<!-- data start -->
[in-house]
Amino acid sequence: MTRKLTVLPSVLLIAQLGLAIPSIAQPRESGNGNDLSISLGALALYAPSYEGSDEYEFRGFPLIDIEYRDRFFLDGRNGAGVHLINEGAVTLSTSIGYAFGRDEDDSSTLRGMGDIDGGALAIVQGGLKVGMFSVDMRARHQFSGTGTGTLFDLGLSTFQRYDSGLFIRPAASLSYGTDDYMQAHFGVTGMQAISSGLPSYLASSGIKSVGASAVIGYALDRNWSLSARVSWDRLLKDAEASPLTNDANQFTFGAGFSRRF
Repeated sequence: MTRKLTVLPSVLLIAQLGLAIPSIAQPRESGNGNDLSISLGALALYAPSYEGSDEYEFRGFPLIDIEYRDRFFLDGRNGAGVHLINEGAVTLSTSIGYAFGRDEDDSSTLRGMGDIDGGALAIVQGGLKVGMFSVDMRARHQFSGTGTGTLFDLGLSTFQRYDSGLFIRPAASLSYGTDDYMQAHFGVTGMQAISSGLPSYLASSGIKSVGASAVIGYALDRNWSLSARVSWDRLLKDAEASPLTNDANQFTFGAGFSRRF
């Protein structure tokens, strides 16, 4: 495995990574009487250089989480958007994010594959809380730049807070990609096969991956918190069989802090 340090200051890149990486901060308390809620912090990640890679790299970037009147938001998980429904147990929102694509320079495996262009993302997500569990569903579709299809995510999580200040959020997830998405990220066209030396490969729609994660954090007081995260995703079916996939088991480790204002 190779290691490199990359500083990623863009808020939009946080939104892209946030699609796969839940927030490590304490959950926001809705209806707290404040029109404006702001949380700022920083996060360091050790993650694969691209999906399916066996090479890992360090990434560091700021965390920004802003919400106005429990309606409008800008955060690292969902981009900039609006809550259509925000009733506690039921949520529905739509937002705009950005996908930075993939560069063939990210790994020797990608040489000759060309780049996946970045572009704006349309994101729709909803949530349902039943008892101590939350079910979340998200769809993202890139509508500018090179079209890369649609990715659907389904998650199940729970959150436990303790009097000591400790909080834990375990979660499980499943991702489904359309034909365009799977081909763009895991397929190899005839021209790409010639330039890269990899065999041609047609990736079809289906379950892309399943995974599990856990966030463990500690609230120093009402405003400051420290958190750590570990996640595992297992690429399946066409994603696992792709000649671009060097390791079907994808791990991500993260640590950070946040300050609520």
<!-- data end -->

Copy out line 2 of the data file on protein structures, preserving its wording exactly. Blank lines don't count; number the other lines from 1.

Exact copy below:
Amino acid sequence: MTRKLTVLPSVLLIAQLGLAIPSIAQPRESGNGNDLSISLGALALYAPSYEGSDEYEFRGFPLIDIEYRDRFFLDGRNGAGVHLINEGAVTLSTSIGYAFGRDEDDSSTLRGMGDIDGGALAIVQGGLKVGMFSVDMRARHQFSGTGTGTLFDLGLSTFQRYDSGLFIRPAASLSYGTDDYMQAHFGVTGMQAISSGLPSYLASSGIKSVGASAVIGYALDRNWSLSARVSWDRLLKDAEASPLTNDANQFTFGAGFSRRF